Not forgetting to make sure you’re using proper hand/stick positioning. When playing Rudiments. This means holding the sticks the right way. And keep your wrists and arms loose and relaxed (not tense). Tense wrists or arms lead to inaccurate sticking and loss of speed/control over time. So it’s important to get into good habits from the start.
A Suggested Rudiment Practice Routine
Let’s say you’ve set your drumming goals and established good time management techniques. And you have decided that you have 1 hour and 30 minutes of practice time each day.
Using the law of thirds. I would suggest practicing 1 whole hour on your main practice routine. And then spending 30 minutes per day on rudiments.
If you are a complete beginner then I would dedicate the first practice session to a single rudiment for a week. Before doing the same the following week with the next rudiment. And so on.
So, your first 7 weeks of practice would look something like this:
- Week 1: Rudiment 1. 30 Minutes Daily – Single stroke roll
- Week 2: Rudiment 2. 30 Minutes Daily – Double stroke roll
- Week 3: Rudiment 3. 30 Minutes Daily – Paradiddle.
- Week 4: Rudiment 4. 30 Minutes Daily – Flams
- Week 5: Rudiment 5. 30 Minutes Daily – Buzz roll
- Week 6: Rudiment 6. 30 Minutes Daily – Triplets
- Week 7: Rudiment 7. 30 Minutes Daily – Ratamacue
Just to get your brain to understand the sticking patterns of each rudiment.
Then, I would spend the next week practicing each rudiment daily for 3 minutes. (except rudiment number 1). The total minutes practicing rudiments 2-7 adds up to 18 minutes.
Now, after practicing each rudiment (2-7) for 3 minutes. I would then spend 10 minutes practicing rudiment 1.
If you feel so inclined you can practice rudiment 1 for 12 minutes. This takes up the full 30 minutes.
You can then move to your main practice session or just end your rudiment 30 session.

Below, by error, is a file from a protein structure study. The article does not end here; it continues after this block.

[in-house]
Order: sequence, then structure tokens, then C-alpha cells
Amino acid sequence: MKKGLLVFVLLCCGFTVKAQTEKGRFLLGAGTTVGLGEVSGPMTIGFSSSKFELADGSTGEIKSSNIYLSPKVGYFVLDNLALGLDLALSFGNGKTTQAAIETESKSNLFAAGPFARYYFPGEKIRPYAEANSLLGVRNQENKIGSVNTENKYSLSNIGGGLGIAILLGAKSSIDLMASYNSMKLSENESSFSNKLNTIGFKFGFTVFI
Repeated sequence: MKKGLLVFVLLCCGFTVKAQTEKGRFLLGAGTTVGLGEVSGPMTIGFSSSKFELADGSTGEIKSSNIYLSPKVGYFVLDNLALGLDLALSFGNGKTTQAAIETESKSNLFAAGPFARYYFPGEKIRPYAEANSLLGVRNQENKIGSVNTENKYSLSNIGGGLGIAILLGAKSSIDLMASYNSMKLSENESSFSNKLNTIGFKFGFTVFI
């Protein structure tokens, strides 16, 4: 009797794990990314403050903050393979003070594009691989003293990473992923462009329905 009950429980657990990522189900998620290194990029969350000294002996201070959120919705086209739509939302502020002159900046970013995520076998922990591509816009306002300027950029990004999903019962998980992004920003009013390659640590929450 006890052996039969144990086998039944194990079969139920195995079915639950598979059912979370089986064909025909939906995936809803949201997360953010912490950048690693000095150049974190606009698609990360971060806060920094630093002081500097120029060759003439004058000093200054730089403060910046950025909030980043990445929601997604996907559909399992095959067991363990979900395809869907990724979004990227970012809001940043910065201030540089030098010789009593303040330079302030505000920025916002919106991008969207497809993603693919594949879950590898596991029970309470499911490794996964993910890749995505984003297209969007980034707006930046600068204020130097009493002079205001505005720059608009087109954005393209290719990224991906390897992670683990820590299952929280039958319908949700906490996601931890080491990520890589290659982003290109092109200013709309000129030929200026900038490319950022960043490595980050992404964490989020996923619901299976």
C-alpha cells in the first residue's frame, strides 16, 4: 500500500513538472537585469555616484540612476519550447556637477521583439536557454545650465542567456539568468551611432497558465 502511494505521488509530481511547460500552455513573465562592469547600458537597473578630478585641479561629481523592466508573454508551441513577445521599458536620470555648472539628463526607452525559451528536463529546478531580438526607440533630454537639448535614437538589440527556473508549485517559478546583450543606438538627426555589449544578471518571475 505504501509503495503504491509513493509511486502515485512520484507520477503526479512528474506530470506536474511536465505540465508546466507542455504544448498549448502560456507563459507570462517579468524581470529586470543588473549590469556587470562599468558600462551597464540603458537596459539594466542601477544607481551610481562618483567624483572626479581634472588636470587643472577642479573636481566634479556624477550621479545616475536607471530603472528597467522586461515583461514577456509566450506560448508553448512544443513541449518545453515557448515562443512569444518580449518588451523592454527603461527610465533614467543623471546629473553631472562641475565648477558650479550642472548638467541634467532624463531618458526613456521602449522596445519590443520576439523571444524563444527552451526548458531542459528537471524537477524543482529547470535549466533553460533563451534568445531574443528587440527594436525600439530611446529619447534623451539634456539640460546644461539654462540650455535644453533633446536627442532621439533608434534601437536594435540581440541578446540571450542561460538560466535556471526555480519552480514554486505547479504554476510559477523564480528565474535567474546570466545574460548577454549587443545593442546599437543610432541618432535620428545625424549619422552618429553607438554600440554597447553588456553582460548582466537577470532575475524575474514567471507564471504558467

If you are so self-disciplined, you may want to do this 30-minute session morning and evening. With your main practice session during the day.
This process will allow you to build your rudiments and then maintain and improve them over time. You maintain with the 3 minutes per rudiment session. And you improve the main rudiment for the week during the 10 (12) minute rudiment practice session.
So, from the 8th week onward you are practicing schedule looks something like this:
- Week 8: Rudiment 2. 3 Minutes Daily – Double stroke roll
- Week 8: Rudiment 3. 3 Minutes Daily – Paradiddle.
- Week 8: Rudiment 4. 3 Minutes Daily – Flams
- Week 8: Rudiment 5. 3 Minutes Daily – Buzz roll
- Week 8: Rudiment 6. 3 Minutes Daily – Triplets
- Week 8: Rudiment 7. 3 Minutes Daily – Ratamacue
- Week 8: Rudiment 1. 12 Minutes Daily – Single stroke roll
You then spend week 9 with your main rudiment as the Double stoke role (rudiment 2).
And continue this routine changing the main rudiment every week.
I advise weekly changes to give you time to improve the main rudiment.
Special Note: all of the above for the first time around is done at 60 bpm. After you have completed all rudiments using the above routine. And you’ve practiced the 12-minute main rudiment session for each of the 7 rudiments. Then, turn the tempo up to 70bpm. Not 80 and not 75. 70 bpm. And repeat the process.
This will all involve massive self-discipline. But the rewards will be well worth it.
To end this rudiment practice routine post. I have decided to create a drum challenge that will involve massive discipline. And it goes way back before you even play rudiments. It will be called the Stick Mastery Challenge and will last for over 90 days. It’s a masterclass in self-discipline.
By clicking the link below and downloading your free printable rudiment practice tracker. You will be advised when the challenge begins.
Practice Makes Perfect (almost)
Of course, no amount of practice will make you perfect. Drumming is an art form after all. But before the art shines through, the science must be learned and practiced. And by dedicating a few minutes (30) each day to practicing rudiments. You’ll quickly see a dramatic improvement in your overall skillset as a drummer.
So don’t wait any longer… download your free rudiment practice tracker. And get out there and start practicing!
If you have any scheduling ideas to share, write a comment below. I would love to hear your ideas and opinions.
The Drum Coach.